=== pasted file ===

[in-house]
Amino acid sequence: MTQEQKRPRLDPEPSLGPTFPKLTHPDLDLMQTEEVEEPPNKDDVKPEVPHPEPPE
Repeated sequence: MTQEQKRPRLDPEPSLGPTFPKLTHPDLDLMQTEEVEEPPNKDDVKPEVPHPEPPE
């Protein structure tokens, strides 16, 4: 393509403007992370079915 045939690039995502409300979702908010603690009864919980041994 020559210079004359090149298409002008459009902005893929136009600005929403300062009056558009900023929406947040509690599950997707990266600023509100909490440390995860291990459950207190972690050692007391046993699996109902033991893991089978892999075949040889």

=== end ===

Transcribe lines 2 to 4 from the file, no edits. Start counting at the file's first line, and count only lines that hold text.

Amino acid sequence: MTQEQKRPRLDPEPSLGPTFPKLTHPDLDLMQTEEVEEPPNKDDVKPEVPHPEPPE
Repeated sequence: MTQEQKRPRLDPEPSLGPTFPKLTHPDLDLMQTEEVEEPPNKDDVKPEVPHPEPPE
């Protein structure tokens, strides 16, 4: 393509403007992370079915 045939690039995502409300979702908010603690009864919980041994 020559210079004359090149298409002008459009902005893929136009600005929403300062009056558009900023929406947040509690599950997707990266600023509100909490440390995860291990459950207190972690050692007391046993699996109902033991893991089978892999075949040889």